Its Latin name is thought to have come from the Romans who named it after an ancient town, but it may also have derived from the Hebrew marrob, meaning bitter herb, as it is still eaten during Passover.
The Romans and other ancient civilizations relied on horehound to treat numerous ailments, including whooping cough, tuberculosis, jaundice, menstrual cramps, and constipation.
The Egyptians used it to repel flies, among other things.
Horehound has been a remedy for chest problems since ancient times and taken mainly in the form of a syrup. The Greek physician, Dioscorides (40-90 CE), recommended a decoction to treat tuberculosis, asthma, and coughs. He also recommended a plaster of Black Horehound leaves and salt for dog bites. He said that a balm made from dried leaves and honey would help purify infected wounds and ulcers.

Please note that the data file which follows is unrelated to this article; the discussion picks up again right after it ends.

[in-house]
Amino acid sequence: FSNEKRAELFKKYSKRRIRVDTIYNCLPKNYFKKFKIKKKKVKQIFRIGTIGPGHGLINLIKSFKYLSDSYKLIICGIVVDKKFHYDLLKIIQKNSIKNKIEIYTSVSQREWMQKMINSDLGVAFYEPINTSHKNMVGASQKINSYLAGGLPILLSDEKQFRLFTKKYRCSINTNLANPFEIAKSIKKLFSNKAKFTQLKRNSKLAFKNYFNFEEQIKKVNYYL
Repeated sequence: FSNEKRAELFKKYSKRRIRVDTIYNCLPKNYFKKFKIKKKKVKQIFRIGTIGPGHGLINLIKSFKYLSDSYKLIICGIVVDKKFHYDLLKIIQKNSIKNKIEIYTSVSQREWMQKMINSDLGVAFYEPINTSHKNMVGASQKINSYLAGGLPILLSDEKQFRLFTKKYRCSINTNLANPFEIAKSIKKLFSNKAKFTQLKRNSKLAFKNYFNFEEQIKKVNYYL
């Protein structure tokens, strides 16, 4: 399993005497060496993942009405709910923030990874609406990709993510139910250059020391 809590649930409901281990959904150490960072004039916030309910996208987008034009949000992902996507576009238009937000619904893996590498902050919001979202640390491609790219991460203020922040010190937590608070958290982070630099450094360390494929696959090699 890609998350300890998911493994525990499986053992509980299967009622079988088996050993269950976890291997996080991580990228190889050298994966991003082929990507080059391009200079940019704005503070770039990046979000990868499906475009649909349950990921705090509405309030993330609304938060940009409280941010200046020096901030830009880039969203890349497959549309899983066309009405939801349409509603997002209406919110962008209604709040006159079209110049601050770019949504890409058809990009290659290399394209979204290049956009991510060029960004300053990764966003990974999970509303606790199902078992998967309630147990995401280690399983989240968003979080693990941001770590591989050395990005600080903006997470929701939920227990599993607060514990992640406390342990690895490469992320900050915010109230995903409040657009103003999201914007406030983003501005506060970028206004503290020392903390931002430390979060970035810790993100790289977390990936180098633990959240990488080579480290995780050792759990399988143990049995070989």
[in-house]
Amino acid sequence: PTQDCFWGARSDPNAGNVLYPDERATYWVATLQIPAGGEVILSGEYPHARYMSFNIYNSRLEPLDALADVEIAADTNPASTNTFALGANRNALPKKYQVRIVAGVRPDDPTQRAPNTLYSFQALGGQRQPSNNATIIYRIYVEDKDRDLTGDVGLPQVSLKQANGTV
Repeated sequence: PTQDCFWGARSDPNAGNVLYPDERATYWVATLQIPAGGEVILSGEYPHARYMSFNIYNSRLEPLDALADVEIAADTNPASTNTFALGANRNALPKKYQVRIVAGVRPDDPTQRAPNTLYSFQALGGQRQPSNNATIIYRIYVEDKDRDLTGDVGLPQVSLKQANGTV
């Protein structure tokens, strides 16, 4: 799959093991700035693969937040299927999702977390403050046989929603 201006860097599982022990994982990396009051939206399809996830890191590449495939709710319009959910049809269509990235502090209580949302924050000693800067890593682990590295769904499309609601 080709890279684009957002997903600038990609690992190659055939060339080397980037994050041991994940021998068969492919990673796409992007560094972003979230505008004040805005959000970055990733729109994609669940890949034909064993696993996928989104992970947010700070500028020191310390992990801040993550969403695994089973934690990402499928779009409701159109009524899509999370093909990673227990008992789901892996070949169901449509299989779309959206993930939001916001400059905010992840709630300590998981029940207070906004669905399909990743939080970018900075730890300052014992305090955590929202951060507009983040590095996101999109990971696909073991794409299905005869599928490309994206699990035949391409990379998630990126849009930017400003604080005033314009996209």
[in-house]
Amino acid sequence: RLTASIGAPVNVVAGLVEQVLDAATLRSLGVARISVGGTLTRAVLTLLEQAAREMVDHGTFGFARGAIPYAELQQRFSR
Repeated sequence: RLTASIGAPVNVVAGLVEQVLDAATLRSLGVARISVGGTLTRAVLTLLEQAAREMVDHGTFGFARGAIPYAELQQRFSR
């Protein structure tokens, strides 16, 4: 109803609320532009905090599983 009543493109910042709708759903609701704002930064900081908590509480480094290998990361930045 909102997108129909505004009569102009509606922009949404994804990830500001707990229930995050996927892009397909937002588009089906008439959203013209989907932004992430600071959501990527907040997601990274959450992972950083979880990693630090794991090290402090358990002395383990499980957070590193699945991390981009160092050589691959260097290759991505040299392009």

In 1597, the herbalist John Gerard praised horehound as the “most singular remedy against the cough and wheezing.”
It apparently was brought to the New World by Spanish friars; and, having escaped from many a mission garden, it now grows wild throughout the temperate zones of Mexico and the southern US.
Horehound is most familiar as a flavouring for candies and some beverages.
Although it has a very long history of medicinal uses and approved by European health authorities, the US FDA removed it from the approved list in 1989, saying there was not enough evidence that it had any medicinal use. However, naturopaths, herbalists, and other practitioners continue to use it, based on its extensive history as a botanical medicine.
vvolatile oil (up to 0.6%)